I knew to look for a fainter true star. It is fainter but still one of the brightest stars, even in the moon’s glare. This is Spica. It is the brightest star in the constellation Virgo the Maiden. I’m not very knowledgeable about the zodiac, but I know it is a key star in that study.

Spica is a first-magnitude star, but it appears much fainter than Jupiter. That is because Jupiter is relatively close (or at least nearer)to Earth. This is what draws me to gazing at the night sky is my semi-knowledgeable way: the idea that Spica is about 262 light-years away, and I am looking at its light.

The universe makes me think about the original meanings of words like WONDERful and AWEsome.

Spica is the easiest star to spot in Virgo. There is a saying to find Spica you can “follow the arc of the Big Dipper to Arcturus and speed on to Spica.” But that probably doesn’t make it any easier for the average Earthling to find because most people know very little about the night sky.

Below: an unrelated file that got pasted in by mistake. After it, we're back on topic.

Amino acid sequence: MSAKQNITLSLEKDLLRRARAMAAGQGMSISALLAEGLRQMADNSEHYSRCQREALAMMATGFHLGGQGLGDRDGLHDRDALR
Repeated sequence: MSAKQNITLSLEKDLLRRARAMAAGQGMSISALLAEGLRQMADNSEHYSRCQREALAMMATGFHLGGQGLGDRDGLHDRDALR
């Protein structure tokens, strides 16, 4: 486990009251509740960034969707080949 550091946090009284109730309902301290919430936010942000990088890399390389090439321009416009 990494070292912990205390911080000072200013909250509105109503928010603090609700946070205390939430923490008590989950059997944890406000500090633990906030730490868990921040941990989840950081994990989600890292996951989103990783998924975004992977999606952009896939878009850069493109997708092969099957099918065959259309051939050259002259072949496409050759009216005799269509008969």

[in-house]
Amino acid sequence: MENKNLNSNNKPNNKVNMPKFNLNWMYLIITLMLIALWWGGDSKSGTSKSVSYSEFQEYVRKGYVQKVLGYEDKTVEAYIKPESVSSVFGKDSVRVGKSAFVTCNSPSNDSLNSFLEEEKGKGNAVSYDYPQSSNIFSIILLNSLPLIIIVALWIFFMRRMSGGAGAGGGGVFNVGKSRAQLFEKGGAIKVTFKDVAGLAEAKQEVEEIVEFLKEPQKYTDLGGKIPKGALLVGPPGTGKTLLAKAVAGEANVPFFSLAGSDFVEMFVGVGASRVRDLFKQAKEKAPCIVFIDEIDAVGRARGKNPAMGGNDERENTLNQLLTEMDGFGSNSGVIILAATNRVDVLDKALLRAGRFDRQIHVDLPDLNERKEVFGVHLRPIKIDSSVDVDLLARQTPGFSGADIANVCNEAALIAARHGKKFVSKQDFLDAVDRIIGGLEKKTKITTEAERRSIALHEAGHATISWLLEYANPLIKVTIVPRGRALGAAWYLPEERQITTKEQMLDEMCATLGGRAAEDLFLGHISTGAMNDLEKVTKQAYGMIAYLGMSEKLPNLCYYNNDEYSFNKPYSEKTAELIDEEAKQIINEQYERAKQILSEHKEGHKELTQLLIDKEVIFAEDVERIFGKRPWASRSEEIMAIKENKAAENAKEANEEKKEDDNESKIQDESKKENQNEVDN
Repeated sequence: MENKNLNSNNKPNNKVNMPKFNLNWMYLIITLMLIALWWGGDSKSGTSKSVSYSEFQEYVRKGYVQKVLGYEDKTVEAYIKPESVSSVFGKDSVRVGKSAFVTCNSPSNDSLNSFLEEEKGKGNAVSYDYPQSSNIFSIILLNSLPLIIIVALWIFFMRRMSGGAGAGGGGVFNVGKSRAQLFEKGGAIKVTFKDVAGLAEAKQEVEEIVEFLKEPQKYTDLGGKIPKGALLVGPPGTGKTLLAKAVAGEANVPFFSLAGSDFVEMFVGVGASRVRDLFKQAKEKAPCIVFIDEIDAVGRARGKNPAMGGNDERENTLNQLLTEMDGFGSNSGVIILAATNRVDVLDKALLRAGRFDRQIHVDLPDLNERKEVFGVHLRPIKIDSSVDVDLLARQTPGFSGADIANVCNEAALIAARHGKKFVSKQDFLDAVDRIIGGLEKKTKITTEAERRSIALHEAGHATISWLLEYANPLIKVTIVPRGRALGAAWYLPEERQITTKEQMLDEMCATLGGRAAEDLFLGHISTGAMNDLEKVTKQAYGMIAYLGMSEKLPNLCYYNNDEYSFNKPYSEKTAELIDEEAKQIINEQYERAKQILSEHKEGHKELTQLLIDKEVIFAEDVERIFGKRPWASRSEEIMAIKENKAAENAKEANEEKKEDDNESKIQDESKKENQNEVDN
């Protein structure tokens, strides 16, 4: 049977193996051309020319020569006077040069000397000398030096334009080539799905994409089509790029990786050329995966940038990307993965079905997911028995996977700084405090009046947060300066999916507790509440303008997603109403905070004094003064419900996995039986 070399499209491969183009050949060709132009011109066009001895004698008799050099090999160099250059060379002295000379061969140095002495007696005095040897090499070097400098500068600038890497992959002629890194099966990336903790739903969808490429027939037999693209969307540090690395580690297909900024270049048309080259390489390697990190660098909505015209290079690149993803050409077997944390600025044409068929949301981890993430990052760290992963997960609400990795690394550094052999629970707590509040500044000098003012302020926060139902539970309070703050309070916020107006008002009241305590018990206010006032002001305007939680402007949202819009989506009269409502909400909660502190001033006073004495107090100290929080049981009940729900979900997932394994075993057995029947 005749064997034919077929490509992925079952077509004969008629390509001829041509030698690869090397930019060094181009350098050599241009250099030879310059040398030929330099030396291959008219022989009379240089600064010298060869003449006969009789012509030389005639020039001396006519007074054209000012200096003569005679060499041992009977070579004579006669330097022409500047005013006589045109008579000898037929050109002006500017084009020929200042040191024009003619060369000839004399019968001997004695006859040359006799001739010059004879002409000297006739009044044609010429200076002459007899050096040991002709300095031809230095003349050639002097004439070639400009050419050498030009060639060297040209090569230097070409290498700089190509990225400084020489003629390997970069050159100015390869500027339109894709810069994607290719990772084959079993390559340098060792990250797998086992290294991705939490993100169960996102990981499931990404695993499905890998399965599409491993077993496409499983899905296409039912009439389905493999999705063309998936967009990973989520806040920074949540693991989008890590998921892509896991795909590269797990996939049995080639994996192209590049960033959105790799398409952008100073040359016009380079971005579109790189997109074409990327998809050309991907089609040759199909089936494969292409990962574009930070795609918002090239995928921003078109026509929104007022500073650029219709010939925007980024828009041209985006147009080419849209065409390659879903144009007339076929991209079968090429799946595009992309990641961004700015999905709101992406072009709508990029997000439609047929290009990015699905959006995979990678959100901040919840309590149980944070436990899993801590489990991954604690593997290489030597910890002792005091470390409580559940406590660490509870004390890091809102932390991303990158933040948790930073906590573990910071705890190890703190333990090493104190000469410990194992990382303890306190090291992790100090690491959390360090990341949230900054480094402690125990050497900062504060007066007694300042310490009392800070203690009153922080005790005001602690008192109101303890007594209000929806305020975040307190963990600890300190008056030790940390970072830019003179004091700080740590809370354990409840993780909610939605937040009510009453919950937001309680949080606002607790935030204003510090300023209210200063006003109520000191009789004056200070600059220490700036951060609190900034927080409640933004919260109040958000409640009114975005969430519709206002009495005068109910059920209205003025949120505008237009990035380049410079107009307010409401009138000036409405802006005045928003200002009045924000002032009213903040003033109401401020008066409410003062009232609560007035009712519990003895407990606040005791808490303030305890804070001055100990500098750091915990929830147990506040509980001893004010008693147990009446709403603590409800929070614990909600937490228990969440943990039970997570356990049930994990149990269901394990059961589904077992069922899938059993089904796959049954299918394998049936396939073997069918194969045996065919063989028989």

Besides Spica, other bright stars in Virgo include many I had never heard of: β Virginis (Zavijava), γ Virginis (Porrima), δ Virginis (Auva) and ε Virginis (Vindemiatrix). Other fainter stars that were also given names are ζ Virginis (Heze), η Virginis (Zaniah), ι Virginis (Syrma) and μ Virginis (Rijl al Awwa).

Again, the wonder and awe of all this is discovering that one of the stars, 70 Virginis, has one of the first known extrasolar planetary systems and it contains a confirmed planet 7.5 times the mass of Jupiter. I can’t even really grasp the size of my own Earth. And the star Chi Virginis has one of the most massive planets ever detected, at a mass of 11.1 times that of Jupiter. And there are 35 verified exoplanets orbiting 29 stars in Virgo.

All this makes me feel like such a small part of the universe. But i also makes me feel part of the universe.

 

This first appeared on One-Page Schoolhouse